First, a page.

Aug 242021

I’ve made my share of Charlie Watts jokes around here, including one running theme that I honestly think I may be right about, but learning just now that Charlie Watts has died at 80 is sad. He gets credit for my core sense of a rock ‘n roll beat: the 4-on-the-floor beat driving “Satisfaction,” the song I feel best lives up to the objectives of rock ‘n roll.

Charlie gets credit for contributing to possibly the smoothest, snakiest groove in rock ‘n roll, on “Under My Thumb.” As with so many legendary Stones grooves, it’s a team effort. There’s no showy performance in his repertoire that dominates a particular Stones song. In fact, I’m not even sure there’s a legendary fill to cite, since Jimmy Miller plays those excellent fills at the end of the choruses on “You Can’t Always Get What You Want.”

The beat that I think most typifies the greatness of Charlie Watts – and a beat that even I wouldn’t suspect was played by some other drummer in my most trolling moments – is “Beast of Burden.” It is the beat that appears when you look up “in the pocket” in the dictionary. It’s another team effort, as everyone is locked in. Charlie must have had a lot to do with keeping that lot locked in.


  9 Responses to “RIP Charlie Watts”

  1. NO! We lose another of the original GREATs. That is sad for sure.

  2. And denied us the poetic justice of Charlie “The most Polite Man in Show Business”* being the LMS in the Stones.

    *Stanley Booth said something like this in his first Stones book.


  4. BigSteve

    I already thought the Stones should have canceled those tour dates when Charlie couldn’t make it. And I LIKE Steve Jordan. But now I reeeally think they should call it quits.

  5. 2000 Man

    I’m pretty bummed about Charlie. I think the band knew this was coming and Charlie had some input to whether or not the tour went on. I don’t have any issues with the tour going on, but I’m out for sure now. They weren’t playing Cleveland and it was unlikely I was going to Pittsburgh or Detroit because the shows are on Mondays, but I was thinking about it. I think the change of the second guitarist wasn’t a problem for me, because I’ve liked all three. When Bill quit, Ronnie had been there for a long time and while the sound changed a little, it wasn’t drastic and Darryl Jones seems content to play in a style similar to Wyman’s on the old songs, and on the newer songs it’s different, but it’s still good. Steve Jordan is a great drummer and he was fantastic in Keith’s band (although on the Live at the Palladium album it sounds like every time he hits his snare he shoots a gun instead), I think with Darryl Jones and Steve Jordan things will sound good, but they won’t sound like The Stones.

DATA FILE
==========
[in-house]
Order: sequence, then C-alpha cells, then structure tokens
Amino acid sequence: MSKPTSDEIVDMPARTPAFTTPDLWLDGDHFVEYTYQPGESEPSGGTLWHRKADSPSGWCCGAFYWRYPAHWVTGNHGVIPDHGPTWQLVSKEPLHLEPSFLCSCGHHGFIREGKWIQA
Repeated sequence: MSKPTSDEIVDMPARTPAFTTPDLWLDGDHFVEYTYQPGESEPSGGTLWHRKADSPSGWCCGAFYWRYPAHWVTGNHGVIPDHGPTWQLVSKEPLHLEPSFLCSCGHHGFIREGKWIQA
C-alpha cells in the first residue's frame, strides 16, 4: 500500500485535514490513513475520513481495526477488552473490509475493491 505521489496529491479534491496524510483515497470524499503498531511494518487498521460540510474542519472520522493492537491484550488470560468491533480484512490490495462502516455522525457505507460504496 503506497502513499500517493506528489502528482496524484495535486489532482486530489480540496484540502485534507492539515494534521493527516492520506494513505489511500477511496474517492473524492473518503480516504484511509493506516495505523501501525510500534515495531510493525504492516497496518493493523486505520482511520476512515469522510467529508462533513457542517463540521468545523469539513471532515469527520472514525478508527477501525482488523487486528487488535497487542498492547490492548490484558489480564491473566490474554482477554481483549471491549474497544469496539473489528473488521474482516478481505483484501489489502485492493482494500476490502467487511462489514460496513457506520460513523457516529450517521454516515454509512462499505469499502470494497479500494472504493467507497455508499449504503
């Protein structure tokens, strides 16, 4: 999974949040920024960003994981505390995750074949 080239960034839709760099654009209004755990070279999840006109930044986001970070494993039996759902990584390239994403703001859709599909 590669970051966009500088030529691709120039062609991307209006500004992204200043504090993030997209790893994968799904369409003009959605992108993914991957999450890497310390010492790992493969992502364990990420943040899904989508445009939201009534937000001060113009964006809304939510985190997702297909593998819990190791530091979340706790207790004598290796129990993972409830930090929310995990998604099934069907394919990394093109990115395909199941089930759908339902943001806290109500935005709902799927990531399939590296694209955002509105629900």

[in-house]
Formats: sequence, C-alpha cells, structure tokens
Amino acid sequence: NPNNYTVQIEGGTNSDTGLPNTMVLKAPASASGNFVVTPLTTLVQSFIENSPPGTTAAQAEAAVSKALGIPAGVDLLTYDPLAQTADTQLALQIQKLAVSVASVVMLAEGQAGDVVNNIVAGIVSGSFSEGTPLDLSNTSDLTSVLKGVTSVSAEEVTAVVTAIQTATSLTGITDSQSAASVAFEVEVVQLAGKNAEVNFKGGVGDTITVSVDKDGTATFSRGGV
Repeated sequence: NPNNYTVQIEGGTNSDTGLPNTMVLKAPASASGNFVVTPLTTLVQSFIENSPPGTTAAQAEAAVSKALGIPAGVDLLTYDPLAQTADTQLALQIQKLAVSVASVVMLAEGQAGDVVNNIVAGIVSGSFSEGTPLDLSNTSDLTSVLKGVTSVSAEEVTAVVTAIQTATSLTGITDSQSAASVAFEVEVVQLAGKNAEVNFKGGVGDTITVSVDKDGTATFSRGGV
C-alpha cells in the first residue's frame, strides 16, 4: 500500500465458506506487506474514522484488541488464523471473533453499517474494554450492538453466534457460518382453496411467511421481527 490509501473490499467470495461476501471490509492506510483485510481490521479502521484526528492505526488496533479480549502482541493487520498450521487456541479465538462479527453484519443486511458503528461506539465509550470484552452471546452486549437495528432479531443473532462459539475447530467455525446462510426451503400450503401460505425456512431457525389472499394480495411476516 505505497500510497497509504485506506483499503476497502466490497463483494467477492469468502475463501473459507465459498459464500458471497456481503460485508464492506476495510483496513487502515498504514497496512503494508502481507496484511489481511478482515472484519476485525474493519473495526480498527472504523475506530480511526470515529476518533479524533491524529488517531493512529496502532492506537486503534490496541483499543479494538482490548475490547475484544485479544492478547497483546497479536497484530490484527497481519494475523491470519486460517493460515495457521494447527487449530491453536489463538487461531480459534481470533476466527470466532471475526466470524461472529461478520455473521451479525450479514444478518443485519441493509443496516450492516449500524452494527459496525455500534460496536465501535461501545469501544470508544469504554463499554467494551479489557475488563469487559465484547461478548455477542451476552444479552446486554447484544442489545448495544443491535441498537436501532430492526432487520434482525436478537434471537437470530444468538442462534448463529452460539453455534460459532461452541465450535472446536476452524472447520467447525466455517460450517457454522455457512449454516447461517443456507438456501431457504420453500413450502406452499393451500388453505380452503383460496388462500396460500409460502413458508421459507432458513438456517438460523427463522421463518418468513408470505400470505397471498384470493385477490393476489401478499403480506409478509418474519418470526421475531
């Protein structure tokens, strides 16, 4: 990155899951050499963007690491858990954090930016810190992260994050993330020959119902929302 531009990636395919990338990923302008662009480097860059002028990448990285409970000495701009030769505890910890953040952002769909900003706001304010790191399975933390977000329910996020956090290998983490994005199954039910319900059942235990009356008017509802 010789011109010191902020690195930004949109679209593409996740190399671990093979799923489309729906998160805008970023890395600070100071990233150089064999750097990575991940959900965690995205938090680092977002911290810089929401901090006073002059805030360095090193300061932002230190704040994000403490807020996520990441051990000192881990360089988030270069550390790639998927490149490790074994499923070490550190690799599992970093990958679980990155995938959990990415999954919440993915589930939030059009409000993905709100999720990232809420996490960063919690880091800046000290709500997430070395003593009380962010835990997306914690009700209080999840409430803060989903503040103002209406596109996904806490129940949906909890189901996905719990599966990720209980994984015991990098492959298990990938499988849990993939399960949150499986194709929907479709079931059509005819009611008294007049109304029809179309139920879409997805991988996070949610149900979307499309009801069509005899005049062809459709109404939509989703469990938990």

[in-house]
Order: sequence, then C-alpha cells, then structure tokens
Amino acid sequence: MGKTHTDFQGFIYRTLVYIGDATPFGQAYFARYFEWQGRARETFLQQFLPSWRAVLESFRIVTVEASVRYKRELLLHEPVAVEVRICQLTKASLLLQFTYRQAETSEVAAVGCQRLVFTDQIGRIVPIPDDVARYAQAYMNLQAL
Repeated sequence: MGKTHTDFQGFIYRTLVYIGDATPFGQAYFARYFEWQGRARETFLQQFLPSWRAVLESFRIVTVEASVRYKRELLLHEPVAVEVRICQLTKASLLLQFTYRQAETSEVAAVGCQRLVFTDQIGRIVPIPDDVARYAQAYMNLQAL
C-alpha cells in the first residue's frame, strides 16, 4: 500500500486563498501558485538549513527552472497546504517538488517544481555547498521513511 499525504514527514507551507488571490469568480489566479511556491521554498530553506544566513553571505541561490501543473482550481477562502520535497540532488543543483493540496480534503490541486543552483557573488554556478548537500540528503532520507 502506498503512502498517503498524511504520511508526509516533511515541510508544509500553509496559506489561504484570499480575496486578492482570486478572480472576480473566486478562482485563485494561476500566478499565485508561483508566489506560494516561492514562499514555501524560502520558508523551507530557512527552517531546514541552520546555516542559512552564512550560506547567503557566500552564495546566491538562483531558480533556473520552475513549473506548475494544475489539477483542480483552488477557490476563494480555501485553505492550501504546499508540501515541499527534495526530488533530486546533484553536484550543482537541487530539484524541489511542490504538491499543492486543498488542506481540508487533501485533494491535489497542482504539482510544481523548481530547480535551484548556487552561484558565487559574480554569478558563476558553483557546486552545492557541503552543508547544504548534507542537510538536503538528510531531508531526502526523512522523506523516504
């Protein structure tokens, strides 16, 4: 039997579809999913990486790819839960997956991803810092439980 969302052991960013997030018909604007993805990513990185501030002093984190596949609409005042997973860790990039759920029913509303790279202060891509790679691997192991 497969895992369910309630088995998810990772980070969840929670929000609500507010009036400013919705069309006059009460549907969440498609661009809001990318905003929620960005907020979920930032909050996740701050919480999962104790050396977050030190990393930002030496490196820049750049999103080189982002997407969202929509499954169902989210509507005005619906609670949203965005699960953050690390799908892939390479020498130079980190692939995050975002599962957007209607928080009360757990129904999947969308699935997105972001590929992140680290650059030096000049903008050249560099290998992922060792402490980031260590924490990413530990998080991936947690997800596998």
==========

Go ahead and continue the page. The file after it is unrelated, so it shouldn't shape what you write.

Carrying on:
I’ve joked with people that I was born in January of 62, and The Stones’ first show was July of that year and that I had to suffer through very dark times before there was a Rolling Stones. Those times are back, sort of. I’m sure we’ll still see archival releases and concerts but it’s a drag that there won’t be a session like the one Blue and Lonesome came out of ever again. I don’t expect another Beggars Banquet out of them, but I’d have been thrilled to see something like Blue and Lonesome 2 or even them playing Chuck Berry and Bo Diddley songs. But without Charlie, it just won’t sound quite right. It’s not a better world without The Rolling Stones.

  6. Happiness Stan

    Geo, what a lovely article, thanks for posting it. I was gutted when I heard. I only saw the Stones once, on the last tour with Bill Wyman, after that it didn’t feel like the Stones any more, and now it really won’t. I expect Mick and Keef will carry on, it’s what drives them and keeps then going.

    I found Charlie’s home address online ten years ago and sent him a letter and a couple of photos. He sent them back signed the next day. A great drummer and a true gent.

  7. I just saw that Lee Perry passed away at 85. I prefer the more extreme dubby Reggae stuff, and The Upsetters Super Ape is particularly great. I never saw him even though he’s been showing up in club listings every year or two, but I was always worried about the possibility of it being one of those weird half-appearance, half-performance things with no real band. Life’s short, so I probably should have sucked it up and just taken a chance. It would have at least been interesting.

  8. Happiness Stan

    I was planning to see Lee Perry a few weeks into lockdown, he was due to play not far from us. A friend saw him about a year earlier and said he was disappointed, so it would have been more to pay respects to a unique character and truly original artist than through any expectation of a great night out. I imagine even on the best night the band would do most of the lifting since reliability and predictability must have been something of an issue most of the time.

    I was surprised the obituaries I read, apart from burning down Black Ark, largely skated around the level of his eccentricity, although I particularly enjoyed his line about moving to Switzerland because he was part elf and needed to live in the cold.

    I’ve only really dipped tenuously onto his ouevre, but I really love Train to Doomsville with Dub Syndicate, here

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